One of the more popular Tesla rumors that has made its way through the community is the possibility of a refreshed design of the Model S and Model X. The two cars have had very minor cosmetic adjustments since their introduction in 2012 and 2015. While they contribute to Tesla’s quarterly sales and delivery figures, they are, in essence, sentimental vehicles. At least, that is what Tesla CEO Elon Musk said during a 2019 Tesla Earnings call. “To be totally frank, we’re continuing to make them more for sentimental reasons than anything else. They’re really of minor importance to the future,” Musk said.
Which begs the question: Why is Tesla planning a refresh of the two vehicles now, a year and a half after Musk called the S and X “sentimental” cars that had relatively minor importance to the future. While the Tesla community has certainly convinced itself that a newly designed Model S and Model X are on the way, there is the possibility that it isn’t even going to happen.
It all started when Tesla shut down Model S and Model X production lines in late 2020. The catalyst to all the rumors was that the company was upgrading production lines to handle the redesigned vehicles, and Tesla could agree upon the right modifications to make for the new models. It all makes sense of why many people jumped to “They’re refreshing the cars” right away. After all, the Model 3 just had an update of its own, and it was mostly cosmetic.
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However, the S and X have been around for so many years, with the only huge change being the nosecone modification. There have been many software updates and performance upgrades, but those apply to every Tesla vehicle, for the most part, with very few exceptions included.
The Model S and Model X production lines being shut down led to me getting nosy and calling my local showroom. I decided to give them a call because they’re always willing to talk about Tesla, and they’re so knowledgeable that it is nice to have a reasonable conversation with someone who knows what is going on within the community. According to who I spoke to, they received emails stating that the lines were being shut down for efficiency reasons. There was no hint toward a redesign of the Model S and Model X. Of course, Tesla isn’t going to tell the showroom associates and sales advisors this. It’s obviously going to stay among the company’s executives.
But if we dig into the efficiency of the Model S and Model X lines at Fremont, it makes a lot of sense. The Model S and Model X only accounted for 18,920 of the over 180,000 vehicles that Tesla delivered in Q4 2020. The car was only delivered 57,039 times for the full year, while Tesla delivered just shy of half a million cars in total.
Does it make sense to have two production lines dedicated to cars making up only around 12-13% of the total output at Fremont? Could these lines be consolidated into one, with the other line being converted to a 3/Y line? This would alleviate some of the supply constraints that Tesla has with Model 3 and Model Y production. It could enable faster deliveries as demand climbs, and it could enable Tesla to be more efficient in its production of the S and X moving forward.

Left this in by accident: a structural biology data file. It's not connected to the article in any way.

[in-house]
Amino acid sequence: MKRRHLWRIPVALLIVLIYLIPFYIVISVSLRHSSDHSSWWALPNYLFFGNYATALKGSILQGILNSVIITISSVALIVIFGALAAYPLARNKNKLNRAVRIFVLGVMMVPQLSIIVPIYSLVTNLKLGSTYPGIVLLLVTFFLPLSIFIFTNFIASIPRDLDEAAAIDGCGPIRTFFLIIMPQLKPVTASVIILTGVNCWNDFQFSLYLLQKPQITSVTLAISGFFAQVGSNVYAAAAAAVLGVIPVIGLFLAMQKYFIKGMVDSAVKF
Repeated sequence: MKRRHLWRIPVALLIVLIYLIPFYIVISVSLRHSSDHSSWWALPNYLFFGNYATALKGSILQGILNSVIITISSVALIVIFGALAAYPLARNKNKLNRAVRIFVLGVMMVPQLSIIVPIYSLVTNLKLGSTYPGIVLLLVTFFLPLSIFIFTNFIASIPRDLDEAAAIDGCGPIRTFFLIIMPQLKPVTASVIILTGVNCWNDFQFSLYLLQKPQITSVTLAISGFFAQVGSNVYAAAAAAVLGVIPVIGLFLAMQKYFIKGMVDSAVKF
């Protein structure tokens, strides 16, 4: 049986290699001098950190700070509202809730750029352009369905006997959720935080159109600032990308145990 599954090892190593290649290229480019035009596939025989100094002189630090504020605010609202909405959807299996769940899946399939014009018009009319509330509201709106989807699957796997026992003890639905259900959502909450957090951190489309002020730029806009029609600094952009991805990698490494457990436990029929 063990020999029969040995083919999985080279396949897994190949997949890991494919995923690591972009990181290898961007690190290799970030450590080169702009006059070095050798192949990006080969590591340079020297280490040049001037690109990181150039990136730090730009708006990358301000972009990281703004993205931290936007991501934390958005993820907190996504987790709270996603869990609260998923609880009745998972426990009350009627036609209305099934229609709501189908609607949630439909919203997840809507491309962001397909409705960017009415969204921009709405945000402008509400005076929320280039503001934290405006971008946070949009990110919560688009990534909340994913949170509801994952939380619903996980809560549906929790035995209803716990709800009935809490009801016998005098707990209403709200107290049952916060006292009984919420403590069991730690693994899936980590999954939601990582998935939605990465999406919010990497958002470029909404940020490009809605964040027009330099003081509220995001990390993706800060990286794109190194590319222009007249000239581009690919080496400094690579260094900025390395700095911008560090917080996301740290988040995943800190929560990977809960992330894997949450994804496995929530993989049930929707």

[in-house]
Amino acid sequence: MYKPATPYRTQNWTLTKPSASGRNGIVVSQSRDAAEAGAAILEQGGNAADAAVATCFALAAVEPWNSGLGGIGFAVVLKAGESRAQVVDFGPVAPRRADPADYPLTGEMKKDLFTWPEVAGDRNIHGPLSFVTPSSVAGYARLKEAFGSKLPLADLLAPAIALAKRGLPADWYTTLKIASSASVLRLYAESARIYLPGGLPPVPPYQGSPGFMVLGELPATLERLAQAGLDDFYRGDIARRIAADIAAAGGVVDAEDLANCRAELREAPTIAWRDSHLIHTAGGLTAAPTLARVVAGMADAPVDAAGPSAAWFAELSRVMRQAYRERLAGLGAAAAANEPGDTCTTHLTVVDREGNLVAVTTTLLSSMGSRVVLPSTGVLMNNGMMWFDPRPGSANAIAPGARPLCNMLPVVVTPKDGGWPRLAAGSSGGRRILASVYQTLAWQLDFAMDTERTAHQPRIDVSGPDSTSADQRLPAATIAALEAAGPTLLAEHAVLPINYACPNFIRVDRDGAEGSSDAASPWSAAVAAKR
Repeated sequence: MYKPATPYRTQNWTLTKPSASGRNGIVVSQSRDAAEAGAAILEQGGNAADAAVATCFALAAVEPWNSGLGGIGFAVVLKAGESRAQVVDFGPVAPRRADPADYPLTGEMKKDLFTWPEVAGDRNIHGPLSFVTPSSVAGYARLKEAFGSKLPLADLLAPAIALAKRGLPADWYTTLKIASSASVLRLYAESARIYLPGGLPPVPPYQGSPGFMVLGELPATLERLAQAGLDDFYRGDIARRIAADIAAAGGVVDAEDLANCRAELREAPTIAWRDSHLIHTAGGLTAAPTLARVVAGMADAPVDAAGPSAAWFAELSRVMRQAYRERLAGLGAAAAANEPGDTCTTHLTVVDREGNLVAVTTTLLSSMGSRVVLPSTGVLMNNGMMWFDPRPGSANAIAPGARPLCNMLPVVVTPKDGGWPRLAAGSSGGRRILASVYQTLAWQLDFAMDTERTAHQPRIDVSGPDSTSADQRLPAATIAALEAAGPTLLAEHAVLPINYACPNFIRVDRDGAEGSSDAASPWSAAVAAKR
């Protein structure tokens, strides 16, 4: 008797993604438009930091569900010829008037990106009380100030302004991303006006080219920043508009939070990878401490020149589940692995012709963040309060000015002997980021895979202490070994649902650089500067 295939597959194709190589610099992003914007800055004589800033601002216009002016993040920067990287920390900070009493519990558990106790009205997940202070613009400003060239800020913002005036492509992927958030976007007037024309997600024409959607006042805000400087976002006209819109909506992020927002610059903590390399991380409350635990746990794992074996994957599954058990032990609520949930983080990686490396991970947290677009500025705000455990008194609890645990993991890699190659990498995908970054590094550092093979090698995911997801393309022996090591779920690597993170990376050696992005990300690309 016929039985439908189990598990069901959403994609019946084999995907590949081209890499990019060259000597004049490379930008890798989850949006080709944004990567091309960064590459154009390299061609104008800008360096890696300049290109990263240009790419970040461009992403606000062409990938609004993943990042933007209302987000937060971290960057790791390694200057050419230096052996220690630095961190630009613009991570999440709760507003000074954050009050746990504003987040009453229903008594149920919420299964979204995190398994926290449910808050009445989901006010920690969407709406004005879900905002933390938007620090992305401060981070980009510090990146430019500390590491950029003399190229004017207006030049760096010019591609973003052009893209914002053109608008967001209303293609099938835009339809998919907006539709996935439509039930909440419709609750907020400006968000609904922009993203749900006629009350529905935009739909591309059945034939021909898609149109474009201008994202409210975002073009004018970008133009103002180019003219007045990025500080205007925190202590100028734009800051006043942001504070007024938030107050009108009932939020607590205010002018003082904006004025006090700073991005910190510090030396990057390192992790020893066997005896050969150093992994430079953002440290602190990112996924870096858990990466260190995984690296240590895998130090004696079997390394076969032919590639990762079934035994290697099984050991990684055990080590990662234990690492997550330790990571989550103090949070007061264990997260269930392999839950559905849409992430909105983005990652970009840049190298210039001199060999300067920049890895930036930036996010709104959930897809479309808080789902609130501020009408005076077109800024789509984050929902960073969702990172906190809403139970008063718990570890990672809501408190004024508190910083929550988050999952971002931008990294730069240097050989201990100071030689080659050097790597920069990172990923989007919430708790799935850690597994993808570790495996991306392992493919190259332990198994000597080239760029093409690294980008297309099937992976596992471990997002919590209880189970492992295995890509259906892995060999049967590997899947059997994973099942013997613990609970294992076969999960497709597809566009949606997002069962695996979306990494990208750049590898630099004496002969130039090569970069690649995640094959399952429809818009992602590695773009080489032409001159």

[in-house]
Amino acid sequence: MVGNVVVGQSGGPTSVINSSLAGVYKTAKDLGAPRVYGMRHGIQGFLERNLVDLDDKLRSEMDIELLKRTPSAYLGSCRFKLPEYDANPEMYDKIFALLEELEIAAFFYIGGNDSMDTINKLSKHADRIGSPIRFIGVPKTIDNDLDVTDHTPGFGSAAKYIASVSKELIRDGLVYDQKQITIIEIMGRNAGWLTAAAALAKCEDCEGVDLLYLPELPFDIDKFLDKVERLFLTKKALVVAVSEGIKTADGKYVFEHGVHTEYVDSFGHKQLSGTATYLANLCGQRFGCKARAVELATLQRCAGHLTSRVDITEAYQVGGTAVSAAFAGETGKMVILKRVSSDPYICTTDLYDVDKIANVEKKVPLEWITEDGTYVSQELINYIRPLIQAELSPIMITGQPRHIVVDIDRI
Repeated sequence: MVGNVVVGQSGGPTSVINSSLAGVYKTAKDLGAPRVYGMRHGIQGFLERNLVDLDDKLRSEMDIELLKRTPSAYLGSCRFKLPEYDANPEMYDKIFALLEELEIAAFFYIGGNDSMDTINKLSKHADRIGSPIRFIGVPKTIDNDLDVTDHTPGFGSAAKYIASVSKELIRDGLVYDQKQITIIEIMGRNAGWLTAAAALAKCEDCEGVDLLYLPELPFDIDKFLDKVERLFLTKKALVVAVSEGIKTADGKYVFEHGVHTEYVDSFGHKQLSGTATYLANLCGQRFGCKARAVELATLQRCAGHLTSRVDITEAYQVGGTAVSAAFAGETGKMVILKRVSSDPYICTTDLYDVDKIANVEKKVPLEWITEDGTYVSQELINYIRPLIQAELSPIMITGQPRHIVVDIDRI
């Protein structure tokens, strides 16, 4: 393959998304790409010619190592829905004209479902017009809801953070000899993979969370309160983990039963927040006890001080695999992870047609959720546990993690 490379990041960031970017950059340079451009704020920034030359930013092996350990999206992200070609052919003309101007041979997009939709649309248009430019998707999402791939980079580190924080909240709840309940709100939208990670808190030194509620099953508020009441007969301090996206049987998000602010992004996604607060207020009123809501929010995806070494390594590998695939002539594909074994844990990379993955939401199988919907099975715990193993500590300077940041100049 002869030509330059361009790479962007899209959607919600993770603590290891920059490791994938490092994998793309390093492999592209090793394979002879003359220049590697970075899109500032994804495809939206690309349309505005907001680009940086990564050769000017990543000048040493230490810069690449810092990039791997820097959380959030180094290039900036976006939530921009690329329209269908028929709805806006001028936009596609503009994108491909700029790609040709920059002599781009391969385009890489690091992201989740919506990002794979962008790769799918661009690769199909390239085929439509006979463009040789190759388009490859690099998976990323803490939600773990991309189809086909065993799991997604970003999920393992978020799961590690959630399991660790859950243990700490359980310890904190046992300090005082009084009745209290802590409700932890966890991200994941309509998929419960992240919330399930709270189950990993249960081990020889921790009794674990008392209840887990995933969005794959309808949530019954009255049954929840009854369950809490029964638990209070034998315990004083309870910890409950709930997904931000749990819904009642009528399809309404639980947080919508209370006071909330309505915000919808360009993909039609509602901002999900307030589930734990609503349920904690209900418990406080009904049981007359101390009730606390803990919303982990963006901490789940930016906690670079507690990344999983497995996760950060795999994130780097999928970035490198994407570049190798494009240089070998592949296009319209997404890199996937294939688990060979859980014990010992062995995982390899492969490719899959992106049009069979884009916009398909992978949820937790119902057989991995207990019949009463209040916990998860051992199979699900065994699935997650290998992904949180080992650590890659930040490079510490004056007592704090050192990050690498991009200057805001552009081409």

Musk has been a huge proponent of increasing manufacturing and production efficiency. It makes a lot of sense to me that Tesla would consider shutting down S/X lines to upgrade one line to a 3/Y line; the demand for S/X just isn’t great enough to dedicate two lines to the operation. 3/Y production is much more important.
This is all speculation, and while I do think that Tesla will upgrade and update the S and X in some ways, I don’t see how they can make major changes, especially since the company has already announced and shown the Model S Plaid, which is set to begin deliveries later this year. If Tesla were to refresh the S, there would be a major cause for concern for those who already ordered the Plaid S because it would likely mean a new vehicle would be on its way that would look entirely different than the current Plaid Model S.
It just seems like IF Tesla is going to refresh the S, they will widen the body style as the Plaid Model S has influenced. It will likely not have the rear diffuser or the spoiler. It may just be a wider body style.
Of course, Tesla will also likely implement the 4680 battery cells in the cars, which would revamp the battery pack with more life, power, and longevity. That is if Tesla has the supply for it because the company is still very early on in its battery manufacturing efforts at Kato Road. It is not unlikely that the S and X could be the first cars to use Tesla’s structural battery pack to increase safety and rigidity. Once again, these are all speculation and only thoughts that make sense.
Of course, there is always the possibility that Tesla could be attempting to rebirth the S/X with a complete revamp of its design and infrastructure. It could lead to a less expensive cost. Tesla having 4 vehicles that are mass-market instead of 2 could bring Tesla closer to price parity, increasing the growth of the EV sector. How they will do this, it likely depends on the batteries, which make up so much of the vehicle’s cost. However, the cars will likely need some kind of cosmetic update as well to appeal to customers moving forward. The 3 and Y seem to be more widely accepted, not only because of price but because of look.
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